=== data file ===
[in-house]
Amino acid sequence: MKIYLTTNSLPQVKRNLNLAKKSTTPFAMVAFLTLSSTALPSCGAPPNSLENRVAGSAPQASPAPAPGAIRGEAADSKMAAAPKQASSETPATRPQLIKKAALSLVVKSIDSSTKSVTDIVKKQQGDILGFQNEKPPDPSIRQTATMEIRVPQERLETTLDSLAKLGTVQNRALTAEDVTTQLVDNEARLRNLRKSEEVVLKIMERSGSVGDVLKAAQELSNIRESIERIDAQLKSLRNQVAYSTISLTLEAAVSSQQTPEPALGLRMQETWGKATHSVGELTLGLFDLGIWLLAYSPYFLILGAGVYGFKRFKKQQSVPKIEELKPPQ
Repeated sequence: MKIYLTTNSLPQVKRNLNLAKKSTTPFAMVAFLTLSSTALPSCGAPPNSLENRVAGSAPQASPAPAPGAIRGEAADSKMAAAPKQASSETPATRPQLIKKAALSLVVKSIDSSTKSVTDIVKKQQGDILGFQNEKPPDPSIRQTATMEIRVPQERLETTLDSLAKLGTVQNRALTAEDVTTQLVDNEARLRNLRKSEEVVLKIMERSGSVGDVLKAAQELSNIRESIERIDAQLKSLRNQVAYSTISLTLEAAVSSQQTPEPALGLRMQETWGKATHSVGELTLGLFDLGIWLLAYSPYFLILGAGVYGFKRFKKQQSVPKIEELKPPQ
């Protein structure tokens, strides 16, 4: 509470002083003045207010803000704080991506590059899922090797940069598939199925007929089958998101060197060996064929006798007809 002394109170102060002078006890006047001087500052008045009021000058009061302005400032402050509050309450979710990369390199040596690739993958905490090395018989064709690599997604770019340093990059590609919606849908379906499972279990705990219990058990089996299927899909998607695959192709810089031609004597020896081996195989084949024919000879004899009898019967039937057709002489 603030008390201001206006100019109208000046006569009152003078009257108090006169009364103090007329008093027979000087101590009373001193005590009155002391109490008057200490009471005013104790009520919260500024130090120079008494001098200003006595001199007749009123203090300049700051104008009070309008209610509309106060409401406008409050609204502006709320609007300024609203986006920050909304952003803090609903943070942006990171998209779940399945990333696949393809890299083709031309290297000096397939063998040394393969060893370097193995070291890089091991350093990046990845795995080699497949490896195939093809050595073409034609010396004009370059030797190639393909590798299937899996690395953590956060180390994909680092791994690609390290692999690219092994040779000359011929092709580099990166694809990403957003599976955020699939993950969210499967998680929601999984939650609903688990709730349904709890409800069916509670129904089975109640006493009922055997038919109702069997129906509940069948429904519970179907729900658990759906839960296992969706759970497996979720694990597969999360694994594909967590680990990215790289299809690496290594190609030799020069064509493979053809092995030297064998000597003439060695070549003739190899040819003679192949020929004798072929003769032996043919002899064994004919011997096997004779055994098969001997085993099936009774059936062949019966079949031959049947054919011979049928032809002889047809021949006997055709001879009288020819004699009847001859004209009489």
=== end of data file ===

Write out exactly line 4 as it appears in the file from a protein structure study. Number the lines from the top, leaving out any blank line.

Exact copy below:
């Protein structure tokens, strides 16, 4: 509470002083003045207010803000704080991506590059899922090797940069598939199925007929089958998101060197060996064929006798007809 002394109170102060002078006890006047001087500052008045009021000058009061302005400032402050509050309450979710990369390199040596690739993958905490090395018989064709690599997604770019340093990059590609919606849908379906499972279990705990219990058990089996299927899909998607695959192709810089031609004597020896081996195989084949024919000879004899009898019967039937057709002489 603030008390201001206006100019109208000046006569009152003078009257108090006169009364103090007329008093027979000087101590009373001193005590009155002391109490008057200490009471005013104790009520919260500024130090120079008494001098200003006595001199007749009123203090300049700051104008009070309008209610509309106060409401406008409050609204502006709320609007300024609203986006920050909304952003803090609903943070942006990171998209779940399945990333696949393809890299083709031309290297000096397939063998040394393969060893370097193995070291890089091991350093990046990845795995080699497949490896195939093809050595073409034609010396004009370059030797190639393909590798299937899996690395953590956060180390994909680092791994690609390290692999690219092994040779000359011929092709580099990166694809990403957003599976955020699939993950969210499967998680929601999984939650609903688990709730349904709890409800069916509670129904089975109640006493009922055997038919109702069997129906509940069948429904519970179907729900658990759906839960296992969706759970497996979720694990597969999360694994594909967590680990990215790289299809690496290594190609030799020069064509493979053809092995030297064998000597003439060695070549003739190899040819003679192949020929004798072929003769032996043919002899064994004919011997096997004779055994098969001997085993099936009774059936062949019966079949031959049947054919011979049928032809002889047809021949006997055709001879009288020819004699009847001859004209009489």